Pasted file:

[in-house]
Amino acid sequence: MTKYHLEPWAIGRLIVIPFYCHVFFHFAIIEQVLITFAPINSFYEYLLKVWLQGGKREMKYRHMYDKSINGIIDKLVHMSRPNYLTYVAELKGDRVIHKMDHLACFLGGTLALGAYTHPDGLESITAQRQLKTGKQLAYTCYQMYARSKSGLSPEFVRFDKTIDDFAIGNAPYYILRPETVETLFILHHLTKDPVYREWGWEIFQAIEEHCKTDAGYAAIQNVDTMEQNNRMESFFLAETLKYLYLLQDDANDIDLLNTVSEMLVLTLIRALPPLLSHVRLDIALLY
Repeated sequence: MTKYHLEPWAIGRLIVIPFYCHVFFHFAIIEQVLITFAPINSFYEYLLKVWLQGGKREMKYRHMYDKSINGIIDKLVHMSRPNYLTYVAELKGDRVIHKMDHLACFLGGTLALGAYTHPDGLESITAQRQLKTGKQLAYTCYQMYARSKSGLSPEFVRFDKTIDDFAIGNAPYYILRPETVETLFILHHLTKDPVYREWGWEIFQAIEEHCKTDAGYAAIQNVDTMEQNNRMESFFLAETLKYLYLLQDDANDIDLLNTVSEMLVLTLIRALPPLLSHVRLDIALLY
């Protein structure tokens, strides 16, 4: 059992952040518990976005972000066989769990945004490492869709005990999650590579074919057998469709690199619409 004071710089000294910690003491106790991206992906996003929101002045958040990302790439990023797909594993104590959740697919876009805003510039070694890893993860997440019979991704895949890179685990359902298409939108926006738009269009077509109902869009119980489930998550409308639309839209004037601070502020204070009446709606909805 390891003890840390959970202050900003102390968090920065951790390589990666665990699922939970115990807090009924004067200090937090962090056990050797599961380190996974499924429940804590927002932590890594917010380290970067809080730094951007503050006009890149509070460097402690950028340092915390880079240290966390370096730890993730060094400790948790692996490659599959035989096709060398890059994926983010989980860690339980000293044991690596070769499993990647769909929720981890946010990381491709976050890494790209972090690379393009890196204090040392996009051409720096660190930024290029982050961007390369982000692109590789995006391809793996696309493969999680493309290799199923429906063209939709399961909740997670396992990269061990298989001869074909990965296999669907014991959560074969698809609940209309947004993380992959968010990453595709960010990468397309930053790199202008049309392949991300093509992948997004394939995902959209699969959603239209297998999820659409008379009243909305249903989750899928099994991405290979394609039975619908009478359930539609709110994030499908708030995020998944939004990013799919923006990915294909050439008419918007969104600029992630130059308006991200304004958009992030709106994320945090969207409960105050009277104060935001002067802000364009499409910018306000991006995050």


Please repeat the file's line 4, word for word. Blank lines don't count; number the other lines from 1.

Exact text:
């Protein structure tokens, strides 16, 4: 059992952040518990976005972000066989769990945004490492869709005990999650590579074919057998469709690199619409 004071710089000294910690003491106790991206992906996003929101002045958040990302790439990023797909594993104590959740697919876009805003510039070694890893993860997440019979991704895949890179685990359902298409939108926006738009269009077509109902869009119980489930998550409308639309839209004037601070502020204070009446709606909805 390891003890840390959970202050900003102390968090920065951790390589990666665990699922939970115990807090009924004067200090937090962090056990050797599961380190996974499924429940804590927002932590890594917010380290970067809080730094951007503050006009890149509070460097402690950028340092915390880079240290966390370096730890993730060094400790948790692996490659599959035989096709060398890059994926983010989980860690339980000293044991690596070769499993990647769909929720981890946010990381491709976050890494790209972090690379393009890196204090040392996009051409720096660190930024290029982050961007390369982000692109590789995006391809793996696309493969999680493309290799199923429906063209939709399961909740997670396992990269061990298989001869074909990965296999669907014991959560074969698809609940209309947004993380992959968010990453595709960010990468397309930053790199202008049309392949991300093509992948997004394939995902959209699969959603239209297998999820659409008379009243909305249903989750899928099994991405290979394609039975619908009478359930539609709110994030499908708030995020998944939004990013799919923006990915294909050439008419918007969104600029992630130059308006991200304004958009992030709106994320945090969207409960105050009277104060935001002067802000364009499409910018306000991006995050």